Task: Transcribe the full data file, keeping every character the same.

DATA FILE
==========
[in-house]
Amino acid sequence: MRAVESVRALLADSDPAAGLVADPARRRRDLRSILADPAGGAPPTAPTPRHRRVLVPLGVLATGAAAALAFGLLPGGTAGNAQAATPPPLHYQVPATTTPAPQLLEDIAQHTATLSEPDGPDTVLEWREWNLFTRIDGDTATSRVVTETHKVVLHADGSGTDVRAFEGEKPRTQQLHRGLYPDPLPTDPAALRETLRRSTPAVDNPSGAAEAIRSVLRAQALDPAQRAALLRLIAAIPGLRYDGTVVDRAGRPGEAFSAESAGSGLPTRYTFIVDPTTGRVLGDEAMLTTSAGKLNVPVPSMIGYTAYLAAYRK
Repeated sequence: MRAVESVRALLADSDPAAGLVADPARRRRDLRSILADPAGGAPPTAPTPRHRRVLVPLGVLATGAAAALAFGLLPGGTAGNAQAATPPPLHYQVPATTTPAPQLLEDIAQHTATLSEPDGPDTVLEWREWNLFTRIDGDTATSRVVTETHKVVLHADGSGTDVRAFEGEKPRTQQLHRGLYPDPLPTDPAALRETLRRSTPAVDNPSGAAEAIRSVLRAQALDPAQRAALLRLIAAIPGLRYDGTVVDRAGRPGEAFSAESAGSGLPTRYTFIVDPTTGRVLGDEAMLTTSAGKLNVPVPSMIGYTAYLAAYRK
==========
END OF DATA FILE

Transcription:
[in-house]
Amino acid sequence: MRAVESVRALLADSDPAAGLVADPARRRRDLRSILADPAGGAPPTAPTPRHRRVLVPLGVLATGAAAALAFGLLPGGTAGNAQAATPPPLHYQVPATTTPAPQLLEDIAQHTATLSEPDGPDTVLEWREWNLFTRIDGDTATSRVVTETHKVVLHADGSGTDVRAFEGEKPRTQQLHRGLYPDPLPTDPAALRETLRRSTPAVDNPSGAAEAIRSVLRAQALDPAQRAALLRLIAAIPGLRYDGTVVDRAGRPGEAFSAESAGSGLPTRYTFIVDPTTGRVLGDEAMLTTSAGKLNVPVPSMIGYTAYLAAYRK
Repeated sequence: MRAVESVRALLADSDPAAGLVADPARRRRDLRSILADPAGGAPPTAPTPRHRRVLVPLGVLATGAAAALAFGLLPGGTAGNAQAATPPPLHYQVPATTTPAPQLLEDIAQHTATLSEPDGPDTVLEWREWNLFTRIDGDTATSRVVTETHKVVLHADGSGTDVRAFEGEKPRTQQLHRGLYPDPLPTDPAALRETLRRSTPAVDNPSGAAEAIRSVLRAQALDPAQRAALLRLIAAIPGLRYDGTVVDRAGRPGEAFSAESAGSGLPTRYTFIVDPTTGRVLGDEAMLTTSAGKLNVPVPSMIGYTAYLAAYRK